by Pieter VanderWerf
Yes, U.S. homes will be built according to greener practices over time, but not because home buyers choose green features.
No matter what people say, unless they are subsidized somehow, green houses are virtually always a little more expensive than their conventional counterparts. Better, perhaps, but also more expensive. And nearly all buyers choose the house that is cheaper but has the same space, or the house that is a little larger but the same price, than the one with green features.
If I ever had any doubts about this, they died in the last few weeks. I received more feedback on my last column than I have ever received on an editorial before. It came from ICF builders around the U.S., people who specialize in energy-efficient construction. If anyone knows home buyers interested in green construction, it would be these folks. And they all said the same thing: buyers like to hear that a house has green features, but the vast majority won’t pay more for them. And in my book, if you will not pay any more for something, that is equivalent to saying that you give it a priority of zero.
But then, why am I convinced that homes will turn greener over time? If green homes cost more and people won’t pay more, how will we ever start selling more of them?
Let’s think this through. What is the advantage of a green home? One is that it is usually more energy efficient. This saves the owner some money. It also reduces the greenhouse gas emissions and our dependence on foreign fuels. A second is that the indoor air quality is better. This leaves the occupants healthier, and potentially reduces health care costs for all of us. A third is that using renewable and recycled materials reduces landfill waste and other costly side effects of material consumption.
So why don’t people pay for these features? Because one, they don’t value them correctly; and two, a lot of the benefits go to someone else. Energy savings are nice. And yes, buyers benefit from them. But consumers are terrible at factoring future savings into a purchase decision.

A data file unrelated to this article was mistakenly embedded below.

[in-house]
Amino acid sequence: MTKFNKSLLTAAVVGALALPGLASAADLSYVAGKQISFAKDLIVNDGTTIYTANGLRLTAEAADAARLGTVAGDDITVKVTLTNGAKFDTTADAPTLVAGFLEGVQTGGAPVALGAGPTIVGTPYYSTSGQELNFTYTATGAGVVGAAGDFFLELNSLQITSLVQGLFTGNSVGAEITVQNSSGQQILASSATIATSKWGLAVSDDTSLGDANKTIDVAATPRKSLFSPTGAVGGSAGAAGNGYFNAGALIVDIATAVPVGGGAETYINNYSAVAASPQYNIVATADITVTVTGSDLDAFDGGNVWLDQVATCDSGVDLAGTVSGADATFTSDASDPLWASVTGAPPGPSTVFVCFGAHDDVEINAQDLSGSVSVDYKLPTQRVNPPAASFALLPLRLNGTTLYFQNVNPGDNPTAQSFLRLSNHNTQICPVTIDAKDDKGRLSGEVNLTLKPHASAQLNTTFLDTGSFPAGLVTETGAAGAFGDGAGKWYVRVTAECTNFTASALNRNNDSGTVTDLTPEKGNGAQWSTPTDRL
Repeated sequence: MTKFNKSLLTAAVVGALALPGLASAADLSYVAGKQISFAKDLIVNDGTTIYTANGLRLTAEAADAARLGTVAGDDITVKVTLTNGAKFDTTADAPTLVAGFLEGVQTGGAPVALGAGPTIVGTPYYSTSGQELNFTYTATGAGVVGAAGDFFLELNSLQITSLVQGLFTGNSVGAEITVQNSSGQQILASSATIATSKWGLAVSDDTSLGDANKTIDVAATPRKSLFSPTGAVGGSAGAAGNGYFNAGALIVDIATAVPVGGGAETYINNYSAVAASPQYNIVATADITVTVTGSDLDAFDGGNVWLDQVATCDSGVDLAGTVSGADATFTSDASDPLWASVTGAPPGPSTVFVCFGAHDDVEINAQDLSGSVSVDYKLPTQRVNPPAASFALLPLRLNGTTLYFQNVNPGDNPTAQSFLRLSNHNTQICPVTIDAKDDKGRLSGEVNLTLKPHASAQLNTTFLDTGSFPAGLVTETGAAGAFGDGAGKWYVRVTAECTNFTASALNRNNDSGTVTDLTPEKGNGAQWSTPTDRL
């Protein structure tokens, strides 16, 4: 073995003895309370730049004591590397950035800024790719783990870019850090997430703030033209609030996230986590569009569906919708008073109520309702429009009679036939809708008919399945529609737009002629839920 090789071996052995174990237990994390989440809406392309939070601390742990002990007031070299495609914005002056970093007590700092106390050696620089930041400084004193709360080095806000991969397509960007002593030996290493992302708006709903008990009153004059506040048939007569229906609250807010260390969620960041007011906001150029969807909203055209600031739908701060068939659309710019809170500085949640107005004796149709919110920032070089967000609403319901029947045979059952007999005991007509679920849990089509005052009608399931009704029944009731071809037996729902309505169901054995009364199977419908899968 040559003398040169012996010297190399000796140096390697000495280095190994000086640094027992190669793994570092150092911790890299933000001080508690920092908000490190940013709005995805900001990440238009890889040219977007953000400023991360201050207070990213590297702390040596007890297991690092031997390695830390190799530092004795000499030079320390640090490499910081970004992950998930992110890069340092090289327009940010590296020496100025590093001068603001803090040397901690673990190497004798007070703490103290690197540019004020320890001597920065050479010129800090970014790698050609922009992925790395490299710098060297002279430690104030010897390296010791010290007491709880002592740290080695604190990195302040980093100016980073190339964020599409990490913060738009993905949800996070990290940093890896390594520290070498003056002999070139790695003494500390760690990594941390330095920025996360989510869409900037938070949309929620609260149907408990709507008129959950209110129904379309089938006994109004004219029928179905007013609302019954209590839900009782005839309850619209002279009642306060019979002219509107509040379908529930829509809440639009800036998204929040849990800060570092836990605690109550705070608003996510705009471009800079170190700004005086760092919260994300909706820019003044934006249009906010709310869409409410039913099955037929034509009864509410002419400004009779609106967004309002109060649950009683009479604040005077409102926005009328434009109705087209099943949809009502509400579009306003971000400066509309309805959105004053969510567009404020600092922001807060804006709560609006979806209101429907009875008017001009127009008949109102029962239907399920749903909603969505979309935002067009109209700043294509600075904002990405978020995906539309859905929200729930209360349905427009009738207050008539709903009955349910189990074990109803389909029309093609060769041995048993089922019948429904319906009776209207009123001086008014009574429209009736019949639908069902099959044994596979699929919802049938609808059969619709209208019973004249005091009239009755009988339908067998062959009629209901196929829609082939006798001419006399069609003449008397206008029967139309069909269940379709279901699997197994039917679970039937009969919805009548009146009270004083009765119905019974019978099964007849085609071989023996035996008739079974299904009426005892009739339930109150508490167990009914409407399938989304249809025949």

Worse, much of the benefits of reduced energy don’t accrue to the buyer. If my house is responsible for reduced greenhouse gasses because it uses less energy, what does that get me? Nothing. Frankly, it doesn’t get anyone anything. It’s only when all of us do the same that we make a dent in the emissions or oil dependence.
Reduced waste is a similar story. I often don’t pay landfilling costs directly. They might affect my taxes, but cutting my own waste won’t cut anyone’s taxes.
Sound familiar? Yeah, that’s what building codes are there for.
Formal building codes arose over 100 years ago, mostly to improve life safety. In homes the biggest concerns were the potential for fires and structural collapse. Left to their own, buyers cannot evaluate fire and structural risk in a house. Additionally, many would probably push the envelope, settling for a riskier house if it meant saving enough money to get some more space or amenities. So building codes were developed with guidelines for construction to guard against shoddy practices.
Over the decades, building codes have steadily ratcheted requirements to reduce life safety risks. But they have also expanded their objectives to things that affect general health, convenience, and maintenance.
And energy efficiency. I single out energy efficiency because that is probably the building code topic that is most similar to green construction. If your house is not energy efficient, you won’t die. You may not care, but if everyone is allowed to build inefficiently it leads to things like polluted air, global warming, losing more kids in war, and bigger foreign debt that cuts our credit for other things and has to be repaid later.
The solution we have come up with is to take the decision out of the individual’s hands, and put it into law through building codes. I’ve had several talks with officials running the green home building program in Austin, Texas. It is one of the most thorough green standards for homes in the U.S., pioneered by the city years ago. It is making a surprising headway for a voluntary program.
But the local push for green homes does not stop there. Key requirements of the standard have been written into Austin’s building code. And every year more requirements are added.
NAHB’s national green building standard is in the process of being adopted by the International Code Council as an optional part of the International Residential Code.
How long after that do you think it will take for local governments to adopt the new “green code” and require sustainable home construction? Decades, of course, but more and more will do it over time. Just like more and more are adopting the International Energy Conservation Code, or parts of it. Austin may be one of the first places to do it, but green homes will become code.
Next issue: How codes will rock our world.
Pieter VanderWerf is
President of Building Works, Inc., a consulting firm that helps companies with advanced construction products. He can be reached at firstname.lastname@example.org, and his company at www.buildingworks.com.